The Last Romantic Outlaw

If Charles Brogden pilfered a kitchen, he washed the dishes and mopped the floor before he left. And the law just couldn't seem to run him down.

ON OR ABOUT APRIL FOOL'S Day, 1953, a slender young man of some Choctaw blood twisted in his saddle, grinned back at his trackers like a young Charleton Heston, then reined his stolen horse through the snipped barb-wire and disappeared into the Texas twilight. At least, that's the kind of image some people have of Charles Brogdon today.

Twenty years later, Brogdon is almost gaunt in his slenderness, his cheeks are sunken and creased like those of so many a working cowpoke, and he's punching milk cows for the Texas Department of Corrections. While he was inside this time, Brogdon got himself stabbed 45 times by another inmate—it took a year for his lungs and liver to heal—and a year ago he rode the bulls and saddle broncs well enough to finish second, at 39, in the overall point-standings of the Prison Rodeo at Huntsville. He's been transferred now to a minimum security unit in the sweltering flatlands west of Houston, and he's due out in November. No guns, no dogs to take him to work, no fences, no electric-locking gates. Brogdon fiddles in the saddle shop when he's not working cattle, and except for his prison whites he looks like any other ranch hand. His warden is a proper but pleasant black man; the warden's office neighbor is a representative of the Texas Employment Commission. In a few months Brogdon will be just another ex-con facing the intimidating prospect of freedom, trying to forget the wife that divorced him the second time they sent him up.

Except this ex-con's a little different. There was this stunt he pulled up in the hill country when he was 19 years old. All the old-timers around Kerrville, Medina, and Bandera remember him, and the expatriate San Antonio newcomers hear about him as soon as they arrive. His story has now passed into the second generation, and it gets better all the time:

"Well I heard he did it on a dare."

"How many Rangers was they in that posse?"

"I heard he shot those bloodhounds right between the eyes."

"The radio was hot all day, telling where he'd been seen. They'd spot him at Ingram and thirty minutes later way up in Rocksprings. The first thing you know he'd be over at Leaky, all on foot. He could really cover the miles."

"Hell, I heard he did the same kinda thing ten years later. They say he greased himself down and broke jail over in Rondo, and off he went again."

"Well I don't care what you say. He was a nice young fella as far as I could see, and he sure gave those Rangers a fit."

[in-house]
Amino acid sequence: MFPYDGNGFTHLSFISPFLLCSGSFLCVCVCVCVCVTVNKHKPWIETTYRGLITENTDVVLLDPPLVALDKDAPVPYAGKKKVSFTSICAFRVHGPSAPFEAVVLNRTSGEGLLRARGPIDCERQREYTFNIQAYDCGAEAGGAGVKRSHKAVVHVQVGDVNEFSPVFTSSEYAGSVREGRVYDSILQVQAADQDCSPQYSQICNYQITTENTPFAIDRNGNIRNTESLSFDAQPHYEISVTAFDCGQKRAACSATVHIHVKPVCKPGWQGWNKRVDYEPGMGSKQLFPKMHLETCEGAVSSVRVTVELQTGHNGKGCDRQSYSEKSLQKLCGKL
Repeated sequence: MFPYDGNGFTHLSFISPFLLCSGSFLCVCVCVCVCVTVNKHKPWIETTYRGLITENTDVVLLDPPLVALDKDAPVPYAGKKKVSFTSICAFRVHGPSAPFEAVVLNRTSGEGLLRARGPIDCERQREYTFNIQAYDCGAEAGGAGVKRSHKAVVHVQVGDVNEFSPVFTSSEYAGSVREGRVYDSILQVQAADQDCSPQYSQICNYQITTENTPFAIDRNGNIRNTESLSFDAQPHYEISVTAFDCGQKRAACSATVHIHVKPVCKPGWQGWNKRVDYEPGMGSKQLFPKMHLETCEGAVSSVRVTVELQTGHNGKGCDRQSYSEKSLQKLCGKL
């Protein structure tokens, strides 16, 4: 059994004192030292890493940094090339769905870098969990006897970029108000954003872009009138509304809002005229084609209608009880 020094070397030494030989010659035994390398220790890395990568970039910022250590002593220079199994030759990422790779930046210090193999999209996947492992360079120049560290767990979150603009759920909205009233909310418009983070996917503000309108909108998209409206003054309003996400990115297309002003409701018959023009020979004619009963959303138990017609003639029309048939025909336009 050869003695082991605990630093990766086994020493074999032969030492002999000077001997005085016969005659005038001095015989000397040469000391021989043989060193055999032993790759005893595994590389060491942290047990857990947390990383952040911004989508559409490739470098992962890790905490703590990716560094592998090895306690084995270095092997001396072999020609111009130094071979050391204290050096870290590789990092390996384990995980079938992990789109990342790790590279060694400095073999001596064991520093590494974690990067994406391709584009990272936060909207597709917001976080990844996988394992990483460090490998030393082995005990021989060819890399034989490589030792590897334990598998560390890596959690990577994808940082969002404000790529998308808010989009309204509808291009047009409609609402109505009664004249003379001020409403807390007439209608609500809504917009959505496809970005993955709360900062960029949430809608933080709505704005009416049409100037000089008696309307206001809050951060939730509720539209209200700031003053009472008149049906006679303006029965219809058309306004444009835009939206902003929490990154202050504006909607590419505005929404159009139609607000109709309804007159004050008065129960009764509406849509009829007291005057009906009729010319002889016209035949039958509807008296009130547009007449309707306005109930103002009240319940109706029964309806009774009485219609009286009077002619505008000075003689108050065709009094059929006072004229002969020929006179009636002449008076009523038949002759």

On and on and on: The story has been passed, dropped, and thrown into so many hill country conversations that by now the deed far transcends the man. The quiet man in the pre-release center outside Sugarland is at once Charles Brogdon, the two-time loser; and the See More Kid, the State of Texas' last great Romantic outlaw.

Brogdon was born in San Antonio but he grew up in the Valley outside of Mission. His half-Indian mother died when he was five, and his father was away much of the time, peddling livestock pills to feed stores. Brogdon got into juvenile trouble early, landed his first ranch job at the age of 15, and in the spring of 1953 he was working for a German rancher near Fredericksburg when one day he just went off into the woods alone. "I was sorta tired of things," he says now. "I wanted some solitude."

But the kid was apparently unwilling to do without some of the finer things in life during his hermitage. After several weeks in the brush he was wanted in connection with 40 residential burglaries, six cut fences, two stolen horses, and one stolen jeep, which he allegedly rolled. You know how cowboys drive. He killed a deer or wild turkey for food occasionally, but he also broke into summer or weekend homes, raided the pantry, washed his dishes, showered, and slept on a mattress for a change. He didn't take much and he usually left things in order, and the law officers in the area let things slide for a while. But then in late March they decided enough was enough and approached Bob Snow, the best on-foot tracker in that part of the country.

Snow is a widower whose son is foreman of the Y-O, a sprawling converted sheep ranch in Kerr County that now runs exotic game into the sights of hunters who can afford the price of a guaranteed trophy. He is a retired game warden and Tex-Mex translator for the Texas Rangers, and he has a reputation as one of the windier raconteurs in the state. "If I ever take a hand in writing another book I'm going to run the whole show," he told us. "I did most of the work on one a few years ago and all I got out of it was some overlasting gratitude in the first chapter."

However, Snow couldn't tell us much about the See More Kid episode. "I refused to participate," he said. "My wife's health was getting bad, and I didn't feel like I ought to leave her. And I didn't want to kill a white man."

When the best on-foot tracker in the country turns you down, there's not much you can do but call in the Texas Rangers. L. H. Purvis draws a state pension now and works as a special investigator for the Kerr County Sheriff's Department, but he was then the Ranger in town. We approached Purvis for an interview but he said, "That wouldn't make a very interesting story."

Nonetheless, Purvis is the man who organized a posse of around a hundred men, horses, dogs, and Piper Cub pilots. For a week Brogdon led them on a wild, circular chase through the hills, and when he got tired he simply broke into another house,

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